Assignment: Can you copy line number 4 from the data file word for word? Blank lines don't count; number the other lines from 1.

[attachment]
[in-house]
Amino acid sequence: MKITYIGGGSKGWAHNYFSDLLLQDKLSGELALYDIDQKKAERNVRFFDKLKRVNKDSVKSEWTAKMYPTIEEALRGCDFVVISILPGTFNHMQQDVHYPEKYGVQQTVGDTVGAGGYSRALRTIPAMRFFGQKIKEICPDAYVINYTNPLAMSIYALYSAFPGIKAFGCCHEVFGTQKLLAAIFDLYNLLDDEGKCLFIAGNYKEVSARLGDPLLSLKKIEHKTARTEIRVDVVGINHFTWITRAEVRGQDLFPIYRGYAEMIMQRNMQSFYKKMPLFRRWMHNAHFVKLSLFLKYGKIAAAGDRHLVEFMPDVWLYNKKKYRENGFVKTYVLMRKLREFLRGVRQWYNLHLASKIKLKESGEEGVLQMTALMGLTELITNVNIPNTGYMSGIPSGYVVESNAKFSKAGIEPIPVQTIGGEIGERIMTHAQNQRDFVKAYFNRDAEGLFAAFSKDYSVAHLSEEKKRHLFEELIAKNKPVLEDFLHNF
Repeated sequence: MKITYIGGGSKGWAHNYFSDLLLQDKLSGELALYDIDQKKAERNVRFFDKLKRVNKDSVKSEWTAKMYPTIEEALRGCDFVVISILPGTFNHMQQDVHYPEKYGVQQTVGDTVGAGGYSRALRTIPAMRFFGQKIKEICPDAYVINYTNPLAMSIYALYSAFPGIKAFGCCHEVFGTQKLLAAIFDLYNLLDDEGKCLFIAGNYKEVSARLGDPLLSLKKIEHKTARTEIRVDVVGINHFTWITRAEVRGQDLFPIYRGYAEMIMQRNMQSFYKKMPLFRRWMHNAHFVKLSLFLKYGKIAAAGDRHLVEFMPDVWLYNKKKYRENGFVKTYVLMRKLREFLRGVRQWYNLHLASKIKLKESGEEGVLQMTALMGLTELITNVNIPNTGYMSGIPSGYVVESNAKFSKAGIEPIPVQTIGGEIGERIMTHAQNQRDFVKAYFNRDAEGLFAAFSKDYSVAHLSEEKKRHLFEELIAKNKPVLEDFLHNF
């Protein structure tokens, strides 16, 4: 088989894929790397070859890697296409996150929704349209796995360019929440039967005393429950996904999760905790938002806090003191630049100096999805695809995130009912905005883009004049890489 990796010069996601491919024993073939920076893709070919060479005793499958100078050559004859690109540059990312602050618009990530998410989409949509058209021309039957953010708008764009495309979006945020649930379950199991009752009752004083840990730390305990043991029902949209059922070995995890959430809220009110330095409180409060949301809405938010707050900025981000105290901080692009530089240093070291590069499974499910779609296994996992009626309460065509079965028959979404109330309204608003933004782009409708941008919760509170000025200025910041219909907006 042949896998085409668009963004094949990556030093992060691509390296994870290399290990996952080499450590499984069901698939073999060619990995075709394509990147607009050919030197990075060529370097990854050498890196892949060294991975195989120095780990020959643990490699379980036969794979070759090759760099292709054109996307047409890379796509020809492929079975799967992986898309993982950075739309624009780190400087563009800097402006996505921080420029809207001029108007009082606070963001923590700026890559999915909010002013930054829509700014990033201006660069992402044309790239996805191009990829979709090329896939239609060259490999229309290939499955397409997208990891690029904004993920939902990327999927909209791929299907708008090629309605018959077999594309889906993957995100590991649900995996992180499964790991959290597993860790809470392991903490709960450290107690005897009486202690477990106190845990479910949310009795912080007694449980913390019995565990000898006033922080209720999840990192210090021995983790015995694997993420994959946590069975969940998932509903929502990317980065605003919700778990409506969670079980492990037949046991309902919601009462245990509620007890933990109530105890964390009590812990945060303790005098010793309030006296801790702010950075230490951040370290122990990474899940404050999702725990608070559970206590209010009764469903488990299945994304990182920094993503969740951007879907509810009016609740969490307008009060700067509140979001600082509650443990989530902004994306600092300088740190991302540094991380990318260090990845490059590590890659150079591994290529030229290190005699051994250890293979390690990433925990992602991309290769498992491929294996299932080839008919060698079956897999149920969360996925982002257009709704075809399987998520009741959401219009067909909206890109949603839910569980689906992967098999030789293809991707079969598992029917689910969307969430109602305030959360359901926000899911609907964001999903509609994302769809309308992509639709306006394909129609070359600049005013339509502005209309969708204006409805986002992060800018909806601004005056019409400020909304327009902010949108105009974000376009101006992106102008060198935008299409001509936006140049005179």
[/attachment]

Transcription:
């Protein structure tokens, strides 16, 4: 088989894929790397070859890697296409996150929704349209796995360019929440039967005393429950996904999760905790938002806090003191630049100096999805695809995130009912905005883009004049890489 990796010069996601491919024993073939920076893709070919060479005793499958100078050559004859690109540059990312602050618009990530998410989409949509058209021309039957953010708008764009495309979006945020649930379950199991009752009752004083840990730390305990043991029902949209059922070995995890959430809220009110330095409180409060949301809405938010707050900025981000105290901080692009530089240093070291590069499974499910779609296994996992009626309460065509079965028959979404109330309204608003933004782009409708941008919760509170000025200025910041219909907006 042949896998085409668009963004094949990556030093992060691509390296994870290399290990996952080499450590499984069901698939073999060619990995075709394509990147607009050919030197990075060529370097990854050498890196892949060294991975195989120095780990020959643990490699379980036969794979070759090759760099292709054109996307047409890379796509020809492929079975799967992986898309993982950075739309624009780190400087563009800097402006996505921080420029809207001029108007009082606070963001923590700026890559999915909010002013930054829509700014990033201006660069992402044309790239996805191009990829979709090329896939239609060259490999229309290939499955397409997208990891690029904004993920939902990327999927909209791929299907708008090629309605018959077999594309889906993957995100590991649900995996992180499964790991959290597993860790809470392991903490709960450290107690005897009486202690477990106190845990479910949310009795912080007694449980913390019995565990000898006033922080209720999840990192210090021995983790015995694997993420994959946590069975969940998932509903929502990317980065605003919700778990409506969670079980492990037949046991309902919601009462245990509620007890933990109530105890964390009590812990945060303790005098010793309030006296801790702010950075230490951040370290122990990474899940404050999702725990608070559970206590209010009764469903488990299945994304990182920094993503969740951007879907509810009016609740969490307008009060700067509140979001600082509650443990989530902004994306600092300088740190991302540094991380990318260090990845490059590590890659150079591994290529030229290190005699051994250890293979390690990433925990992602991309290769498992491929294996299932080839008919060698079956897999149920969360996925982002257009709704075809399987998520009741959401219009067909909206890109949603839910569980689906992967098999030789293809991707079969598992029917689910969307969430109602305030959360359901926000899911609907964001999903509609994302769809309308992509639709306006394909129609070359600049005013339509502005209309969708204006409805986002992060800018909806601004005056019409400020909304327009902010949108105009974000376009101006992106102008060198935008299409001509936006140049005179």